Tuesday October 23, 2018

We like taking selfies but not looking at them: Study

A recent study has shown even though clicking selfies is hugely popular on social networking sites, most users would prefer to see less selfies

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The new survey reveals Indians top the list of tourists glued to their phones while on vacation.(Representative image) Wikimedia
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London, Feb 28, 2017:  Although taking selfies is hugely popular, most people would prefer to see fewer selfies on social media, a study has found.

Selfies are enormously popular on social media. According to Google statistics estimates, about 93 million selfies were taken per day in 2014, counting only those taken on Android devices.

 The findings showed that compared to the selfies taken by themselves, people attributed greater self-presentational motives and less authenticity to selfies taken by others.

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Selfies taken by themselves were also judged as self-ironic and more authentic.

This phenomenon, where many people regularly take selfies but most people don’t appear to like them has been termed the “selfie paradox” by Sarah Diefenbach, Professor at Ludwig-Maximilians-University in Germany.

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To assess people’s motives and judgements when taking and viewing selfies, the team conducted an online survey of a total of 238 persons living in Austria, Germany, and Switzerland.

The results showed that 77 percent of the participants regularly took selfies.

“One reason for this might be their fit with widespread self-presentation strategies such as self-promotion and self-disclosure”, Diefenbach said in the paper published in the journal Frontiers in Psychology.

Interestingly, despite 77 percent of the participants taking selfies regularly, 62-67 percent agreed on the potential negative consequences of selfies, such as impacts on self-esteem.

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This negative perception of selfies was also illustrated by 82 percent of participants indicating that they would rather see other types of photos instead of selfies on social media. (IANS)

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Twitter Gets Investigated By Ireland Over Data Collection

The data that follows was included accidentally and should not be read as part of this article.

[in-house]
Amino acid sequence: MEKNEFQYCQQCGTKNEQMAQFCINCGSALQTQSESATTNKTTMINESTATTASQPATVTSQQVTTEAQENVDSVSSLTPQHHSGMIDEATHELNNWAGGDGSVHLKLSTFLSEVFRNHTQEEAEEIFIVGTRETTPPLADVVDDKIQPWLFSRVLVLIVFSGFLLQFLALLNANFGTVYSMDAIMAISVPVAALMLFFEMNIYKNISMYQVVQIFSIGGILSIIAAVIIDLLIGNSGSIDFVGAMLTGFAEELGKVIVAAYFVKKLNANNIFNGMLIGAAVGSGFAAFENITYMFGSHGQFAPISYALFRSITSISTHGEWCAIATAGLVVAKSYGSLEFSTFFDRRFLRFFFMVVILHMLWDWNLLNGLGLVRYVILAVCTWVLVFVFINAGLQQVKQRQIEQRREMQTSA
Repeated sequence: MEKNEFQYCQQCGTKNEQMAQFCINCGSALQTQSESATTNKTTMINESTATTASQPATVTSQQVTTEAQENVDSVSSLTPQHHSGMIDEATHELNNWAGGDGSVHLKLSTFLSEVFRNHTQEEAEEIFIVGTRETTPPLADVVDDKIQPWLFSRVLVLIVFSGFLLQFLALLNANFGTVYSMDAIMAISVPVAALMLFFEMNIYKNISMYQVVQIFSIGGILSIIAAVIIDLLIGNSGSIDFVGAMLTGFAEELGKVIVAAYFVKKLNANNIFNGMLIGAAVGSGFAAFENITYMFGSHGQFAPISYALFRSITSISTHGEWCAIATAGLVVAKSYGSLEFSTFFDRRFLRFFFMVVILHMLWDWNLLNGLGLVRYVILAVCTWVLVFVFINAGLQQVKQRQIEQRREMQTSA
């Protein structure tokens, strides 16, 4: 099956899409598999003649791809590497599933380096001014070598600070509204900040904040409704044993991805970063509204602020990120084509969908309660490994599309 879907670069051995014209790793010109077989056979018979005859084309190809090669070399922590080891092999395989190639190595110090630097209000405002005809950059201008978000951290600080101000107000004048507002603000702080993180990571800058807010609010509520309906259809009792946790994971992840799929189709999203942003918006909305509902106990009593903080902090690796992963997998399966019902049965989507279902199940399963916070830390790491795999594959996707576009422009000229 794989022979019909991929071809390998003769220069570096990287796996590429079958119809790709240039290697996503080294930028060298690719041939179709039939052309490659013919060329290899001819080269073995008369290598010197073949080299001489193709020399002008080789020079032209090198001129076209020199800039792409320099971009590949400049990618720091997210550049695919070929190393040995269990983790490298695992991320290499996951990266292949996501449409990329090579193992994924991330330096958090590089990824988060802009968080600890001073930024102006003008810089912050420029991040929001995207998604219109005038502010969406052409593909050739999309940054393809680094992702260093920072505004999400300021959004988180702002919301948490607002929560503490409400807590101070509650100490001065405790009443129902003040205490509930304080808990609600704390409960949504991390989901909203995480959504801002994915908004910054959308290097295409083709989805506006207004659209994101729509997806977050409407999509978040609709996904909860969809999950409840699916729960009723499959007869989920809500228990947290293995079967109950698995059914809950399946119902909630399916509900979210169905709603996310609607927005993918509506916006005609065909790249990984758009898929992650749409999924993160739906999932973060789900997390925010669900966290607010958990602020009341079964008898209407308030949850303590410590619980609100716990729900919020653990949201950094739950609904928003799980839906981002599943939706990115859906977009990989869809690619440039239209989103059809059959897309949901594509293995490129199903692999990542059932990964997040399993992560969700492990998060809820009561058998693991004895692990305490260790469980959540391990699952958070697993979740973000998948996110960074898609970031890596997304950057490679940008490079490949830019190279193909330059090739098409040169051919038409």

Both Facebook and Twitter have faced lawsuits for collecting data on links shared in private messages

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Twitter on a smartphone device. VOA

 Twitter is reportedly facing an investigation by privacy regulators in Ireland over data collection in its link-shortening system, the media reported.

Privacy regulators in Ireland have launched an investigation into exactly how much data Twitter collects from t.co, its URL-shortening system, The Verge reported late on Saturday.

The investigation stems from a request made by UK professor Michael Veale under the General Data Protection Regulation (GDPR), a comprehensive European privacy law under which EU citizens have a right to request any data collected on them from a given company.

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Facebook COO Sheryl Sandberg, left, accompanied by Twitter CEO Jack Dorsey are sworn in before the Senate Intelligence Committee hearing on ‘Foreign Influence Operations and Their Use of Social Media Platforms’ on Capitol Hill. VOA

But when Veale made that request to Twitter, the company claimed it had no data from its link-shortening service. The professor was sceptical, and wrote to the relevant privacy regulator to see if Twitter was holding back some of his data.

Now, that investigation seems to be underway. The investigation, first reported by Fortune, is confirmed in a letter obtained by The Verge, sent to Veale by the office of the Irish Data Privacy Commissioner, the report said.

Initially designed as a way to save characters in the limited space of a tweet, link-shortening has also proved to be an effective tool at fighting malware and gathering rudimentary analytics.

Twitter
Twitter Chief Executive Officer Jack Dorsey testifies before a Senate Intelligence Committee hearing on foreign influence operations and their use of social media on Capitol Hill. VOA

Those analytics services can also present a significant privacy risk when used in private messages.

Also Read: Facebook Tackles Fake News, Deletes Almost 800 Accounts

Both Facebook and Twitter have faced lawsuits for collecting data on links shared in private messages, although no wrong-doing was conclusively established in either case. (IANS)